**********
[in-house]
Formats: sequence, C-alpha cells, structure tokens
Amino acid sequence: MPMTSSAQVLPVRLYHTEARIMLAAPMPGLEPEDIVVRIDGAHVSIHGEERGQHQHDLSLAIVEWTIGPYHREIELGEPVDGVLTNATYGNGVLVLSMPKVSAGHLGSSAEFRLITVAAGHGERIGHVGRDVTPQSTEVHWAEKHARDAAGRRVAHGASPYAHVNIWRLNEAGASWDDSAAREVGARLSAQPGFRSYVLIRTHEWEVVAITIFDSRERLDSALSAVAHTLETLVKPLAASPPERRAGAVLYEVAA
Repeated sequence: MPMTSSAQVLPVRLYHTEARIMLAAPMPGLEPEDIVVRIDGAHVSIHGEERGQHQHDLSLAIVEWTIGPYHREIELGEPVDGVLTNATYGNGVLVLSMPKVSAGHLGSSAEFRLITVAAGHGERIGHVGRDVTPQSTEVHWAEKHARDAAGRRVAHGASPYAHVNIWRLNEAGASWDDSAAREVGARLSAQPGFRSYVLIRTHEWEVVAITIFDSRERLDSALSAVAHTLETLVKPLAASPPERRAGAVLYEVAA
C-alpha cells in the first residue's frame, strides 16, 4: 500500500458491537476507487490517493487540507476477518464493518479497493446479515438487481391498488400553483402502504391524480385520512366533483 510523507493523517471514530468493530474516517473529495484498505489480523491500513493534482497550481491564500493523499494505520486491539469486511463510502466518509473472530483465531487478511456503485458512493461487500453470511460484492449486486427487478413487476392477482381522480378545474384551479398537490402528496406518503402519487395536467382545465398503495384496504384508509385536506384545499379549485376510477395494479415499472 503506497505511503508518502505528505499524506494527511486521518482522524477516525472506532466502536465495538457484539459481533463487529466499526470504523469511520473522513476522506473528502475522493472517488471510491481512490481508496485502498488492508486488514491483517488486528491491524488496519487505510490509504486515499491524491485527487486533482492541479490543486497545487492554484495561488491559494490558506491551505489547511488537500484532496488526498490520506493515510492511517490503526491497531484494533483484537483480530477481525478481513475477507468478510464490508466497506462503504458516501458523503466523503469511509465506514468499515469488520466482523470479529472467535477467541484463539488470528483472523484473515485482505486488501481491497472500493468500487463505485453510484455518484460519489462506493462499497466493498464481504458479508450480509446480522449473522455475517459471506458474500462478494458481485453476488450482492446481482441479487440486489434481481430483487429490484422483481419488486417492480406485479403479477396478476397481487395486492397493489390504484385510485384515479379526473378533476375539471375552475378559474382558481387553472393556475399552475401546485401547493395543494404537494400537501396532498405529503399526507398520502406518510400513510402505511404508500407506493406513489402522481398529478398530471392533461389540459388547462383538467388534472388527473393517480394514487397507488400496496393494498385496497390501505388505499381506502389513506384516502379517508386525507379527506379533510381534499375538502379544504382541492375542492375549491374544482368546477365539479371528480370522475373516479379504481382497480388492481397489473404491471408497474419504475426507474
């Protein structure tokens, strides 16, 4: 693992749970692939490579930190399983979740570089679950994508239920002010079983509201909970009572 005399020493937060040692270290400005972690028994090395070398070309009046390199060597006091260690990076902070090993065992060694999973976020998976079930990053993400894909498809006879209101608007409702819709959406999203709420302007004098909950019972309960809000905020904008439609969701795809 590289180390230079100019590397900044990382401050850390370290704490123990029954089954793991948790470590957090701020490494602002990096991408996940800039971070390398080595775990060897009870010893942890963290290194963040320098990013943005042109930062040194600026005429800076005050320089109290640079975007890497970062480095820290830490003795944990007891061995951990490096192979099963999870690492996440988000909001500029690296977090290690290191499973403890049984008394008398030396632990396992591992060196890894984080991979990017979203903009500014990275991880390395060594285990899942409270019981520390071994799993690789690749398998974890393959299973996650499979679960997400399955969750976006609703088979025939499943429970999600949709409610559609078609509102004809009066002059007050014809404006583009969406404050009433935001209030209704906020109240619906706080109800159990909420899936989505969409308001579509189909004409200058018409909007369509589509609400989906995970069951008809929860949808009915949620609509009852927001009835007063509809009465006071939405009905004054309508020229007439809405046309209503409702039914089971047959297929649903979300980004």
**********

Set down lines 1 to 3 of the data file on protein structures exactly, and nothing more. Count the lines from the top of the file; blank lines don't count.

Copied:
[in-house]
Formats: sequence, C-alpha cells, structure tokens
Amino acid sequence: MPMTSSAQVLPVRLYHTEARIMLAAPMPGLEPEDIVVRIDGAHVSIHGEERGQHQHDLSLAIVEWTIGPYHREIELGEPVDGVLTNATYGNGVLVLSMPKVSAGHLGSSAEFRLITVAAGHGERIGHVGRDVTPQSTEVHWAEKHARDAAGRRVAHGASPYAHVNIWRLNEAGASWDDSAAREVGARLSAQPGFRSYVLIRTHEWEVVAITIFDSRERLDSALSAVAHTLETLVKPLAASPPERRAGAVLYEVAA